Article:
A PzKw-III unit card for Rommel


Units are basically company plus to battalion minus sized formations. They are broken down into tank, infantry, and artillery units, though the latter are massed battalion sized units.  Other support units like Anti-Tank and Anti-Aircraft units have been "absorbed" by these other units and are not denoted separately.  There are special support units, that a "combat bonus" to infantry units.

The most friendly units that can be (Stack) in single grid square is three. Fighting occurs between opposing units in the same grid squares so basically the individual fight on the table will be up to battalion minus size. So there is no "range" for direct firefight in Rommel. Sam in his design notes states that most WW2 US tank actions occurred at the 600m to 800m range and that visibility was rarely more than a kilometer so the "close in" fight is what happens when opposing units come into contact in the same grid square.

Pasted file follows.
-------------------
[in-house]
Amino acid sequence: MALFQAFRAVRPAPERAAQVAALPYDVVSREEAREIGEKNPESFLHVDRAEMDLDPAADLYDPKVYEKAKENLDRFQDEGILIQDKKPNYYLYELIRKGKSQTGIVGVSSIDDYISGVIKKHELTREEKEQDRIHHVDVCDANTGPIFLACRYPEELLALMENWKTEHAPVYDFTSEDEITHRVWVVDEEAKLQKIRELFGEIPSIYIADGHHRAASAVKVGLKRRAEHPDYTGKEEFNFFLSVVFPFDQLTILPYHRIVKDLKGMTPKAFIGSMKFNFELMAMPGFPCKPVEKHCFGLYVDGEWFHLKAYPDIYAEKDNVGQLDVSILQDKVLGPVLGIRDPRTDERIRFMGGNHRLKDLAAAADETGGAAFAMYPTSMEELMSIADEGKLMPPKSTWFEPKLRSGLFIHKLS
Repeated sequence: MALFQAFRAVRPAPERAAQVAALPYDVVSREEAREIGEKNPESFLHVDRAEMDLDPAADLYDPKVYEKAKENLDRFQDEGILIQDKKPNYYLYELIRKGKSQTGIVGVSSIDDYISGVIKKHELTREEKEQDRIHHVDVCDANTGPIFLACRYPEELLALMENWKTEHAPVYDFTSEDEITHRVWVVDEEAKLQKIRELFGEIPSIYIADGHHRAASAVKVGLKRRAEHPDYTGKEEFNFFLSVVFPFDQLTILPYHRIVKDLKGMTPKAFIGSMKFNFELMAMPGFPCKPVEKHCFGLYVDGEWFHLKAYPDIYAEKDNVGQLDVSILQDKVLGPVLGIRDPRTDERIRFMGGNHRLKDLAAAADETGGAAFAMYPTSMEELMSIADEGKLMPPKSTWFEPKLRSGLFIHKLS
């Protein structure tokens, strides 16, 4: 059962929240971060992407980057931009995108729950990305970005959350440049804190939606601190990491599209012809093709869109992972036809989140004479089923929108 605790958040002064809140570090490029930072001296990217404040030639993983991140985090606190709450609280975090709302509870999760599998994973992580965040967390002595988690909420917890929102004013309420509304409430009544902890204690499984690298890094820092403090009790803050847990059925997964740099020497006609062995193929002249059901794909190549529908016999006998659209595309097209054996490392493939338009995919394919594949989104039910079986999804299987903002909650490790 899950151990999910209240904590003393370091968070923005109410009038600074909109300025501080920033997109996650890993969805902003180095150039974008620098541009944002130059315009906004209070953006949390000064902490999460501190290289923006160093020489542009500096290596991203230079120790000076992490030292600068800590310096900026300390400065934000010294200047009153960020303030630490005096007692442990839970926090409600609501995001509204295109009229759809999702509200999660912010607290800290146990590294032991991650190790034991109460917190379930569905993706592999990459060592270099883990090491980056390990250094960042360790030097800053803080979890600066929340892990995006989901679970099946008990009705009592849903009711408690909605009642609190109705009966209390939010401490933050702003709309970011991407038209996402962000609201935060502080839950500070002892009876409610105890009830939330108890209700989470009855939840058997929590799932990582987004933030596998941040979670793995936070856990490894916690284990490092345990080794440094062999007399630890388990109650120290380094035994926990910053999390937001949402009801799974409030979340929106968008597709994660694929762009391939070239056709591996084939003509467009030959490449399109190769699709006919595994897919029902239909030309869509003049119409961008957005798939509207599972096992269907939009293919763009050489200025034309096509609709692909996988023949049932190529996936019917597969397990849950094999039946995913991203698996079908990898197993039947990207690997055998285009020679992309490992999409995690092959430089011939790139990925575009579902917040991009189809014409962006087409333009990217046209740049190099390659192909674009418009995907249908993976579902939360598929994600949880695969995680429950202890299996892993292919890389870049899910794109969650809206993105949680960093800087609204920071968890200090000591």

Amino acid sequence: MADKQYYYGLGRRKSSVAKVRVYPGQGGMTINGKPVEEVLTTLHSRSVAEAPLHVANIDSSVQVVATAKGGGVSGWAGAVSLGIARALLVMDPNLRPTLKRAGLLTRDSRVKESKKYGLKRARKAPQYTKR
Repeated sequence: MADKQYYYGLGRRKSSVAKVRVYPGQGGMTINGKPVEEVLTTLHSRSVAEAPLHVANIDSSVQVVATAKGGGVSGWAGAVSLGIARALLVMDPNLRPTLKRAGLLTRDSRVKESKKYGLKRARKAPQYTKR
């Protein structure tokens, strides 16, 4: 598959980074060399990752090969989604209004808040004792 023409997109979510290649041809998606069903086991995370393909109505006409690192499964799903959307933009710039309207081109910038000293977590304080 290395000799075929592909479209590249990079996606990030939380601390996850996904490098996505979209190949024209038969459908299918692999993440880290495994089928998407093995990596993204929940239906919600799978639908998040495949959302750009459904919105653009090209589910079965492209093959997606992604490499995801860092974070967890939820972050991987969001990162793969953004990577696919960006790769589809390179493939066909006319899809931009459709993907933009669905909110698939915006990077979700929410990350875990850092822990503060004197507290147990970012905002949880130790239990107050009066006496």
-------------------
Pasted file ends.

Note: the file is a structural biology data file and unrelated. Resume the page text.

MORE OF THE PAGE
9th US Infantry Regiment & support
A typical "Element" in Rommel
The next level of command up from the unit in the game is the "Element." The Element is a brigade/regimental size formation. As example Element the rules offer the 9th Infantry Regiment of the US 2nd Infantry Division. This sample Element on the table would have nine infantry units, a tank unit, and an artillery unit. Units preform best when operating from other units from their Element.